The Snake Slayer IV would make a great little trail gun for dispatching snakes and other varmints. I wouldn’t hesitate to put one in my fishing tackle box for those fishing holes frequented by cotton mouths either. The ability to fire .410 loads is a definite plus in this role. The other mainstream handguns which chamber the .410, the Taurus Judge and the Smith & Wesson Governor, are considerably larger. The compact frame Taurus firing the 3” .410 cartridge, for example, weighs 36.8 ounces and is 9 ½” long.
Nothing against the Snake Slayer and its variants, but I couldn’t recommend any single-action-only (SAO) derringer or revolver for the self-defense role. Can you use an SAO firearm for self-defense? Sure, SAO derringers have been used in that role for across-the-card-table distances since their introduction, but there are drawbacks. It takes time and a certain amount of dexterity to draw and thumb back the hammer. On the trail, when you can shoot at your leisure or where a rattlesnake gives you warning, it’s fine. But in the urban jungle, predators aren’t always so accommodating. It’s much easier to draw and pull the trigger of a double action revolver or pistol than to draw, cock the hammer, and pull the trigger of an SAO gun. If you do decide to buy one of these derringers for self defense, you would be well served by taking the time to practice drawing and cocking until it becomes second nature.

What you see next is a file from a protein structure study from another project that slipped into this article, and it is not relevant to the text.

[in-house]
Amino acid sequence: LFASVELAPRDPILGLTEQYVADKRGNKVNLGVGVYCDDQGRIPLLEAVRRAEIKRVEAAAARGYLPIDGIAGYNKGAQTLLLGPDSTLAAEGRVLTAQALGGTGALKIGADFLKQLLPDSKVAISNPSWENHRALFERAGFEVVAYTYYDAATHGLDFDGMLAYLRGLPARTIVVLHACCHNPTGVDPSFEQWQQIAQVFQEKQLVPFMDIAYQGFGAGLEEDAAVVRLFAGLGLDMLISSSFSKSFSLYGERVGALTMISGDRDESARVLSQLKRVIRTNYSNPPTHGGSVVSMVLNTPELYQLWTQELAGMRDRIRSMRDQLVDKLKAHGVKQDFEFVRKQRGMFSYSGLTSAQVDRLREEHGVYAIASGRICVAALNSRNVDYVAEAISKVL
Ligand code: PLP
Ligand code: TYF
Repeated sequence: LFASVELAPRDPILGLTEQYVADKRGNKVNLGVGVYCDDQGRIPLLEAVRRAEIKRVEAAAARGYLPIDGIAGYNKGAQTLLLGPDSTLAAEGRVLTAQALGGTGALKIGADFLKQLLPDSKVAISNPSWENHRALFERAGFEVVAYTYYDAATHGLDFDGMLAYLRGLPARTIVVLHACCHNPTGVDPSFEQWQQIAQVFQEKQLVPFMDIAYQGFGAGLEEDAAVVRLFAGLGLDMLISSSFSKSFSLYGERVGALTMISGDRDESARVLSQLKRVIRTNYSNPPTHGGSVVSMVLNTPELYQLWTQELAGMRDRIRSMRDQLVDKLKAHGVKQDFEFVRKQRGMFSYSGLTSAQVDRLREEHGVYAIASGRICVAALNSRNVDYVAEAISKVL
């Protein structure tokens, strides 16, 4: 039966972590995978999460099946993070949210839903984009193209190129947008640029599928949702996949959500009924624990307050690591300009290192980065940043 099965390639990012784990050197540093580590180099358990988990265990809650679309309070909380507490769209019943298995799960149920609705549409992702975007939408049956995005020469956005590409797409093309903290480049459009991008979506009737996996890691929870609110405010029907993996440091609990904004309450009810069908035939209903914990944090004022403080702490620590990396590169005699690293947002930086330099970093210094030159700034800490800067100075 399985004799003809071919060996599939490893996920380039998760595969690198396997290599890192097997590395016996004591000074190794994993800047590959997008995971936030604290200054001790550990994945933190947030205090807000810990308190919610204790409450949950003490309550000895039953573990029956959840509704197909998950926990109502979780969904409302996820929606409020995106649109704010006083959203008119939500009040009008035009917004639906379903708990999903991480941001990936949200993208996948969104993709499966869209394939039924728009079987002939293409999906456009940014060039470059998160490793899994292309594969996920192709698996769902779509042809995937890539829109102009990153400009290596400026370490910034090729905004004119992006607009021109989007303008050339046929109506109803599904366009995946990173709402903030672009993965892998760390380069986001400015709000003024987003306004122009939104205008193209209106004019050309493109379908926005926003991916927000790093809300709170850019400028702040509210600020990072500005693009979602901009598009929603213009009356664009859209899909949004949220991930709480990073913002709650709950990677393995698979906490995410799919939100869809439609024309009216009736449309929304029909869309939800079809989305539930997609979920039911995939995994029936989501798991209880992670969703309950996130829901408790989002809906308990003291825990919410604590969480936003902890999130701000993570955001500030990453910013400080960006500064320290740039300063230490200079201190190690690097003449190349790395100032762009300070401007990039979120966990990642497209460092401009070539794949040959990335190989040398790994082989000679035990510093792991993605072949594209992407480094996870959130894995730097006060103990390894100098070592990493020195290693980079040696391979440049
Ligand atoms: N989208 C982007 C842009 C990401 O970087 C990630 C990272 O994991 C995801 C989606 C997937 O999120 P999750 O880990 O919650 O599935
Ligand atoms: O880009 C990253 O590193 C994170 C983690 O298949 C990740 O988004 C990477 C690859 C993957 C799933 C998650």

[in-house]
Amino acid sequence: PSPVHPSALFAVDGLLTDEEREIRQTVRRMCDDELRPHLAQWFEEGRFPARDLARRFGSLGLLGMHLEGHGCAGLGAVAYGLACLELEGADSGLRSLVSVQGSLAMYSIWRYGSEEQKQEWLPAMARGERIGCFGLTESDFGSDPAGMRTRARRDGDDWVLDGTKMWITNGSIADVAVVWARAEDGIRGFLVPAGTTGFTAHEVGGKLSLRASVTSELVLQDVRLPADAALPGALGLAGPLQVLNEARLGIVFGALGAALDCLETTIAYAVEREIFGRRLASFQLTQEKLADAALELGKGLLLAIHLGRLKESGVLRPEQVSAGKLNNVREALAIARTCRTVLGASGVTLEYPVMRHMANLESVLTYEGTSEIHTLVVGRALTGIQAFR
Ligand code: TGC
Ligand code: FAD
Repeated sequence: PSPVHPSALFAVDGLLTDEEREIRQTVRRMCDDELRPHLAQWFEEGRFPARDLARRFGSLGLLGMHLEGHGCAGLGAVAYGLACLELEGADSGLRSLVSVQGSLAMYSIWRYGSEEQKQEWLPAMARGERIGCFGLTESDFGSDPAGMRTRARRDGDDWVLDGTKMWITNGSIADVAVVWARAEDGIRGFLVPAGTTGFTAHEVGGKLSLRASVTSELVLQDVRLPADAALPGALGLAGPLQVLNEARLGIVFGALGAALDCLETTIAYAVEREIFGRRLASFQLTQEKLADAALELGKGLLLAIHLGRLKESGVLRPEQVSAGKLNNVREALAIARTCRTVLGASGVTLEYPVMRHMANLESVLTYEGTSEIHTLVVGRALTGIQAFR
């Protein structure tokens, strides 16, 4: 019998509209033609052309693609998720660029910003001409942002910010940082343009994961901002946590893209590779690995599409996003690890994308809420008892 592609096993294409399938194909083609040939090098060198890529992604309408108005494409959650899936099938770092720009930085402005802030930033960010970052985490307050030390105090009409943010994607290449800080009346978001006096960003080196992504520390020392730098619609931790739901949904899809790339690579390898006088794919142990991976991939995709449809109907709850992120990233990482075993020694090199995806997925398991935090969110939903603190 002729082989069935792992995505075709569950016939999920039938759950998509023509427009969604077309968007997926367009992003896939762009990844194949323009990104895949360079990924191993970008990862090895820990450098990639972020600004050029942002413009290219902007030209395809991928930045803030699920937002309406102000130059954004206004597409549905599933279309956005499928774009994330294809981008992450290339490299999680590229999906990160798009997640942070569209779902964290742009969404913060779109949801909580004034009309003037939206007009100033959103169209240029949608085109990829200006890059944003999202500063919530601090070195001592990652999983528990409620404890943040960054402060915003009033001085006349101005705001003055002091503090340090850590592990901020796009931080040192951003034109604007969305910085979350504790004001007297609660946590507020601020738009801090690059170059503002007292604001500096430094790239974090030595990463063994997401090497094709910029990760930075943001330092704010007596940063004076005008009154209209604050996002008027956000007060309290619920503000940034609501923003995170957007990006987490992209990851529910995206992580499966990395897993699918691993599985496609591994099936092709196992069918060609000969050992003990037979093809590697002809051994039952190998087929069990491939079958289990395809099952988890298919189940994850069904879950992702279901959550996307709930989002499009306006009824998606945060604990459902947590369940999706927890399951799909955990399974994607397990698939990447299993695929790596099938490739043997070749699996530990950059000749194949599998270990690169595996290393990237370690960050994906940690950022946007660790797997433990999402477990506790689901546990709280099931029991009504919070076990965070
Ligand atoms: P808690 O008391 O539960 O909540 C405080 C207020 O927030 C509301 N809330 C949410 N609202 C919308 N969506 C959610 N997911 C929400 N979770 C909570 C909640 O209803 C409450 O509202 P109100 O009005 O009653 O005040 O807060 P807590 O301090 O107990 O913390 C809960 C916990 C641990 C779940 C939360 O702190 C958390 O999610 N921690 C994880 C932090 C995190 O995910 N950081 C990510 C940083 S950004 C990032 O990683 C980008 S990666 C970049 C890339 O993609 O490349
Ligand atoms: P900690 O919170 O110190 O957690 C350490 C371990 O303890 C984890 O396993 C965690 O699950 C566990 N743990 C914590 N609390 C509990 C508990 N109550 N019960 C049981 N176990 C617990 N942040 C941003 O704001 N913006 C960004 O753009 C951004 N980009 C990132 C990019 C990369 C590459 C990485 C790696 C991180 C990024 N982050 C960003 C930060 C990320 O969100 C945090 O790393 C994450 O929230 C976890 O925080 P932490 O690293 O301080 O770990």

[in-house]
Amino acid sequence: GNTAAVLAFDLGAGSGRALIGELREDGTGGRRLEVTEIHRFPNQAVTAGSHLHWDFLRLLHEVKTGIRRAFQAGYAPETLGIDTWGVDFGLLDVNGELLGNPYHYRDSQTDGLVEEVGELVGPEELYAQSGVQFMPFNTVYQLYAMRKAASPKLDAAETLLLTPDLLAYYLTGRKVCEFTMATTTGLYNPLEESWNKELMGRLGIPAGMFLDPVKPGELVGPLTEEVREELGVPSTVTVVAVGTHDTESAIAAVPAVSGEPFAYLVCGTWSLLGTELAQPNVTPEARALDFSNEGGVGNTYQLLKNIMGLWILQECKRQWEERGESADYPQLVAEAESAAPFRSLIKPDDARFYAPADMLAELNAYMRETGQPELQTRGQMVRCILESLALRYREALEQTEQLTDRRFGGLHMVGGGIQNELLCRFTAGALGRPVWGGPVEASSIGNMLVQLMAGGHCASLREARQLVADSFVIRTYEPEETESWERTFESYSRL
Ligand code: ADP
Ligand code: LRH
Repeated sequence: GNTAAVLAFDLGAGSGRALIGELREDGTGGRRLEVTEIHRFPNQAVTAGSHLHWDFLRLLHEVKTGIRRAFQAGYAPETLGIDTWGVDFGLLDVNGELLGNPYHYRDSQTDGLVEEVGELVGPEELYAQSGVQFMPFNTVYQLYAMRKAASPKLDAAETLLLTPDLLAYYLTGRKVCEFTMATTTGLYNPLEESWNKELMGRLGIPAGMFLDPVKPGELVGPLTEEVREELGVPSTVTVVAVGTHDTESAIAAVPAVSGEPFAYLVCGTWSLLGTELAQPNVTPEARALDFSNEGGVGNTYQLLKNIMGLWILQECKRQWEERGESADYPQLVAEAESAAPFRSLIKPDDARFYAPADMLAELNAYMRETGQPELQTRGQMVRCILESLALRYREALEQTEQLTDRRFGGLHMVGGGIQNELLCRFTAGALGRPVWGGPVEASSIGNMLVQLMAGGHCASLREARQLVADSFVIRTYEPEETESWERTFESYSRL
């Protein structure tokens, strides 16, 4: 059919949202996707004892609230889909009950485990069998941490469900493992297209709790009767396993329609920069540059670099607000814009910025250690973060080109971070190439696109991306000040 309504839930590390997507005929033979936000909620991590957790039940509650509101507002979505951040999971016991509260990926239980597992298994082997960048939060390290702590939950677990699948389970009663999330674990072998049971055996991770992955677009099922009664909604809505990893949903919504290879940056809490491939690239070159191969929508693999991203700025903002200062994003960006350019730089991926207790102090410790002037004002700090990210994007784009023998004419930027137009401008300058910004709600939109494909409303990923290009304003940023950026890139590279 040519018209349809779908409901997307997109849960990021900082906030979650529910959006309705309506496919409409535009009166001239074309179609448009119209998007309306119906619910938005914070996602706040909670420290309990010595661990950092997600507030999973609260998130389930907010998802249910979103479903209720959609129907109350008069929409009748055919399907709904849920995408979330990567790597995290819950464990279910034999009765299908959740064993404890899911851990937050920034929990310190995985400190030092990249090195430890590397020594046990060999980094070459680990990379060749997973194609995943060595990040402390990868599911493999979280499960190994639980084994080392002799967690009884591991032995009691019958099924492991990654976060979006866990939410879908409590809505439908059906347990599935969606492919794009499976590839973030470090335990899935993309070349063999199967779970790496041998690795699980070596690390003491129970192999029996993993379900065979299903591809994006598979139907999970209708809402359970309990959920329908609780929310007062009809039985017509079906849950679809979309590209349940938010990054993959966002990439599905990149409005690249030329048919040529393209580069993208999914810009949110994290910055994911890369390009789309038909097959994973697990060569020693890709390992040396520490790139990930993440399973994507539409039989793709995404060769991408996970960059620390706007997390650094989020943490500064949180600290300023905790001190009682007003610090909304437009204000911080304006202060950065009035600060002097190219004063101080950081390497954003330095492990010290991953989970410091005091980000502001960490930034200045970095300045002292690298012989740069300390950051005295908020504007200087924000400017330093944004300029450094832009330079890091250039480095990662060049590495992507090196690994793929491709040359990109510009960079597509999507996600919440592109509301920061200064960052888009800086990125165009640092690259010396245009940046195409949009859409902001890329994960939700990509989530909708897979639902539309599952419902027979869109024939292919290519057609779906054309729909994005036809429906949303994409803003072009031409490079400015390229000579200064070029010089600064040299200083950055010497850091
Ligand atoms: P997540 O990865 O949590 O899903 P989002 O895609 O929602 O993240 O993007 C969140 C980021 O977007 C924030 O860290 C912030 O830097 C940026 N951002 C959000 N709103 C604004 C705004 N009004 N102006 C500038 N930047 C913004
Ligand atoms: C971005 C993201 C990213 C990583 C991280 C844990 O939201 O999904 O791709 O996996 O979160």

The mechanics of drawing and cocking it aside, there are several advantages to this gun for self defense if you’re willing to take the time to practice with it regularly. Given its diminutive size, the little derringer can be easily carried inside the waistband or in an ankle holster. When carrying it as a backup, you can even match the caliber to your daily carry gun. In addition, it’s about as simple a gun as you can find; simpler action means greater dependability. Their newest model, in fact, is called the Backup. The frame is finished with black powder coat and the rest of the metal is bead blasted to produce a low luster finish. It comes with a 2 ½” barrel, rubber grip panels, and is chambered for the widely popular .45 acp. I have a 3” barrel in .45 acp and the recoil was just a tad sharper than shooting the .45 Colt from the 4 ¼” barrel. You can expect other new guns from Bond Arms in the not too distant future. Bond Arms offers an extensive line of custom holsters at reasonable prices. This isn’t a gun where you’re going to have trouble finding a holster that provides a good fit. I bought their driving holster, which attaches to your belt in a cross draw orientation. It fastens easily and securely with a clever strap that goes behind your belt, over the top of the holster, and closes with a large Velcro patch. I found the fastest presentation came from establishing my fingers around the grip with my thumb on the hammer. It was easy to then draw and cock the hammer simultaneously.